Thinking in Slogans We’re taught to think in slogans and save ourselves and the planet. “Better to wear a mask than a ventilator” makes sense. “Reduce, reuse, recycle”. A slogan to save the planet that isn’t a solution anymore. Reduce, reuse- that’s a beginning. “Family will hang together”. Try it. Kids in lockdown doing long distance learning don’t bring families together; it tears them apart, if the parents are juggling jobs and teaching, and never get a break. “Time for Nature” causes the hordes to descend on our National Parks and pollute the environment. If we can’t teach people how to behave as part of an ecosystem, sending people into nature leads to disaster and not a turn to “Whole” thinking. Among the political candidates in 2020, I found only three with slogans that infer we’re part of a whole. Beto O’Rourke “We’re all in this together” Sanders: “Not me, Us”. Hickenlooper: “Come together”. (Who is coming together here though?) Others focus on America in contrast to other countries. America isn’t a separate world that stands on its own. Trump uses, “Make America Great Again”. Amy Kobuchar says: “Amy for America”. Wayne Messam, “Wayne for America”. Are these folks thinking that their loyalty to America solves the problems w’re having? Maybe, what we need is Yang’s “Make America Think Again”; it cleverly stands for “Math”. However, doing the math of the divide we’re in, doesn’t bring us together. Congress is trying with the extra spending bills, and you can see where that’s going. Not much “whole” thinking there. Biden who uses the slogan, “Our best days still lie ahead” is on to something, because the current days are not very good. Not that it brings people together, to have a better future hanging out there like a carrot on a stick. People’s appetites for a better future across the divide are different: some want hot-dogs, others carrots-on-a-stick and they’ll fight over who gets what.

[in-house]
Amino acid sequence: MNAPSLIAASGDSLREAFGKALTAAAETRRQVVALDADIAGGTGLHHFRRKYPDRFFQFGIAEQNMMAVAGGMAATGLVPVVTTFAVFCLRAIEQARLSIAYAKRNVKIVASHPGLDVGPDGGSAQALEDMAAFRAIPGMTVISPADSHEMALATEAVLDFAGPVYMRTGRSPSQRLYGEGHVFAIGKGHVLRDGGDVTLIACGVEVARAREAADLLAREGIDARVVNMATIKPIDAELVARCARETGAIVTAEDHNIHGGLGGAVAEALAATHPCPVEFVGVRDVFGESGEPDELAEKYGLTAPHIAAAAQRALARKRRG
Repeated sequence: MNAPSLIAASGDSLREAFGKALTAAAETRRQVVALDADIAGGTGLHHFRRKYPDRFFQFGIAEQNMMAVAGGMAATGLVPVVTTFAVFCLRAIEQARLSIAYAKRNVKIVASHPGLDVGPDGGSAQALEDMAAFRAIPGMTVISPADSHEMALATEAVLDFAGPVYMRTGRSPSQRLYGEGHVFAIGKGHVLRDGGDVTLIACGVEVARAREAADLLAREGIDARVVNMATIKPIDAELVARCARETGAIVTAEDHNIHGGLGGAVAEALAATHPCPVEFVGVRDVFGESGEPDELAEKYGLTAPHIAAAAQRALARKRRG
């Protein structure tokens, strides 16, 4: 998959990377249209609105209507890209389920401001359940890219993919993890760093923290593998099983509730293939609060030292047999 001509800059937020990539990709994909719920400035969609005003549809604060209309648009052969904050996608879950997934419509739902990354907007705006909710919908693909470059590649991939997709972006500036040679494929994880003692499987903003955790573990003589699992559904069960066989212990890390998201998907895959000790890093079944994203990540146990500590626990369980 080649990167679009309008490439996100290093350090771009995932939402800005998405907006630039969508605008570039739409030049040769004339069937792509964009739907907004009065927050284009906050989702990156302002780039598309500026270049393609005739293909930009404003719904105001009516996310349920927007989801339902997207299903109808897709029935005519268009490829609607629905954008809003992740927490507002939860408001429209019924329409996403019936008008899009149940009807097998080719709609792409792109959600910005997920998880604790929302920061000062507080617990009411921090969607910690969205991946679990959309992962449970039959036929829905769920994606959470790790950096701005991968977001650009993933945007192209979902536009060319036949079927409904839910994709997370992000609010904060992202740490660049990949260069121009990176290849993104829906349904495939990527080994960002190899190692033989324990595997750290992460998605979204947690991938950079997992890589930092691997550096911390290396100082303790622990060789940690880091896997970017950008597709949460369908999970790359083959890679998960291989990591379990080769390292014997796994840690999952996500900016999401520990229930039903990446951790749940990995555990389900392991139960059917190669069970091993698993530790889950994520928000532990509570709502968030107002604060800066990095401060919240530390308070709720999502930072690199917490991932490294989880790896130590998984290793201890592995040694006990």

Hiking toward Wholeness So I’ll keep hiking to experience my connection with the “Whole”, I’ll shop locally to support businesses with disparate views, give financial support to all people who’ve suffered in the last wild fire, and contribute to the food bank to feed people no matter what their belief, their opinion or reason they need help. The whole of this planet in this universe will bump along until it doesn’t anymore. “Share the Love” for the holidays, not by buying a new Subaru but by driving the old one that is doing just fine. I agree with Tom Steyer’s ”Climate Change Cannot Wait” and “Actions Speak Louder than Words”. 

You can find the documentary on David Bohm and his search toward proving Wholeness here
Comments and shares are always appreciated! 

Can Hiking Become Being?

What actually happens to us when we go on a hike? This is what I’ve been asking myself lately. Sure my muscles are getting exercise, my lungs expand, my heart rate shows its ability to handle temporary stress and I come home with a tired, satisfied feeling that allows me to manage the daily stuff of life. Hiking then is a stress reducer, a resiliency builder, a cognition enhancer – YES, hiking improves cognition! But is this how we want to categorize walking and hiking, as a healthy activity? Or is there more to it?